DALLAS, Dec. 9, 2015 /PRNewswire/ -- The American Board of Obstetrics & Gynecology (ABOG) will begin a pilot program in 2016 that will enhance and streamline its current Maintenance of Certification (MOC) program. The ABOG pilot proposes to integrate the self-assessment and external assessment MOC requirements to allow diplomates to continuously demonstrate their knowledge of the specialty.
The pilot proposes to allow diplomates to earn an exemption from the current computer-based MOC examination in the sixth year of the program if they reach a threshold of performance during the first five years of the self-assessment program.
The ABOG Lifelong Learning and Self-Assessment (LLSA) MOC requirement is focused on maintaining knowledge of new and important advancements in Obstetrics, Gynecology and Women's Healthcare. The program requires that all specialists and subspecialists participate in reading recent articles and answering online self-assessments of knowledge about the content. In a typical MOC year, a Specialist will read 30 articles and answer four questions about each article. Over a six-year MOC cycle, a Specialist will read 165 new articles and answer 660 relevant questions. In addition, each diplomate must complete a Patient Safety and Communications course that is accompanied by 60 questions.
The ABOG MOC Examination is offered in the last year of each doctor's 6-year MOC cycle. The secure, external assessment is in a modular test format that allows physicians to choose two selectives that are most relevant to their current practice.
"These proposed changes maintain a rigorous and relevant continuous professional development process that is critical to providing the high quality patient care," said Larry Gilstrap, III, MD Executive Director. "The pilot puts additional emphasis on the diplomate's demonstration of knowledge throughout the entire program. It allows those who demonstrate this achievement through study and self-assessment testing to earn exemption from the current computer-based MOC examination."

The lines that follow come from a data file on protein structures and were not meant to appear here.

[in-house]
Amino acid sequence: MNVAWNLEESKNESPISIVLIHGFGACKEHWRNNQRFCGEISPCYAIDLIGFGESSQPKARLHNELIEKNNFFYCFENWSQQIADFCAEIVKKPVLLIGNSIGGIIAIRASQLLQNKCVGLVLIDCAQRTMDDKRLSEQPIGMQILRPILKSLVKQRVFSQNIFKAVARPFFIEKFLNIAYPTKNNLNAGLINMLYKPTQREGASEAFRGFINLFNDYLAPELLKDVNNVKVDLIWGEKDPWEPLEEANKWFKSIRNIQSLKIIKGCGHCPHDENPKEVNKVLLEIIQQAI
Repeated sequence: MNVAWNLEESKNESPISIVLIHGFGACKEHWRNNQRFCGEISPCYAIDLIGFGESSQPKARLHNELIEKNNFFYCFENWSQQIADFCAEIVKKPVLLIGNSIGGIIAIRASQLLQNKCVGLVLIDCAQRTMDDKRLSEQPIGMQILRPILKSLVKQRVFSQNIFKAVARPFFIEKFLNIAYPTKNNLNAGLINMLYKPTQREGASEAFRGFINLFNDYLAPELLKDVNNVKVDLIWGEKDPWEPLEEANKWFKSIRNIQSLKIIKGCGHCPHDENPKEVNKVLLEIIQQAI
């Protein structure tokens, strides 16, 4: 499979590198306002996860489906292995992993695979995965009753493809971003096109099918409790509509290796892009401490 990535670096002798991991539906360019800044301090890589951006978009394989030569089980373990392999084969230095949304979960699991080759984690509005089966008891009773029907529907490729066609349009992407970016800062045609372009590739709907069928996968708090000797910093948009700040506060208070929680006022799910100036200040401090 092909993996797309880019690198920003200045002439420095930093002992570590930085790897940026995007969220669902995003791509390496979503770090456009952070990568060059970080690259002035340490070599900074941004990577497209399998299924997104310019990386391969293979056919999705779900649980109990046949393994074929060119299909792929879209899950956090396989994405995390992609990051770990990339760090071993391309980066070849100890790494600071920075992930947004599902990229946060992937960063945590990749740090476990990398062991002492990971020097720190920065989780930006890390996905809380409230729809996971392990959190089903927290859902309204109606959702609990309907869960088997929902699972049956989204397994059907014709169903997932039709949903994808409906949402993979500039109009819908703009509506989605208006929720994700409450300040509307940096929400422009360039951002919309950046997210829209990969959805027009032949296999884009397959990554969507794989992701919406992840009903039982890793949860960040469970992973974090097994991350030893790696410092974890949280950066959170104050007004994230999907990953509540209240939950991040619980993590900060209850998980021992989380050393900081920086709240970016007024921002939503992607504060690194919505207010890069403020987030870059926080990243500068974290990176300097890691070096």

"These changes were made with input from annual surveys of ABOG diplomates in MOC, the Board of Directors and ABOG professional staff," said George Wendel, Jr., MD Director of MOC. "A goal of the MOC program is to foster lifelong learning and continuous professional development to enhance patient health care and improve outcomes. ABOG believes that the MOC standards help to assure that diplomates are maintaining a high level of current medical knowledge and are applying that information in their practices."
The ABOG MOC program is a continuous certification process. That is, physicians must meet MOC requirements annually to maintain their certification. The ABOG will study the pilot in 2016 and 2017 and make a decision about applying to the American Board of Medical Specialties (ABMS) to permanently adopt the changes to its MOC program in 2018.
About the American Board of Obstetrics and Gynecology
The American Board of Obstetrics and Gynecology is an independent, non-profit organization that certifies obstetricians and gynecologists in the United States. Founded in 1927, the ABOG is one of 24 specialty Boards recognized by the American Board of Medical Specialties. The ABOG examines and certifies more than 1,700 obstetricians and gynecologists and subspecialists in Maternal-fetal Medicine, Reproductive Endocrinology and Infertility, Gynecologic Oncology and Female Pelvic Medicine and Reconstructive Surgery each year. Additionally, more than 30,000 physicians are participating in ABOG maintenance of certification programs.
SOURCE The American Board of Obstetrics & Gynecology (ABOG)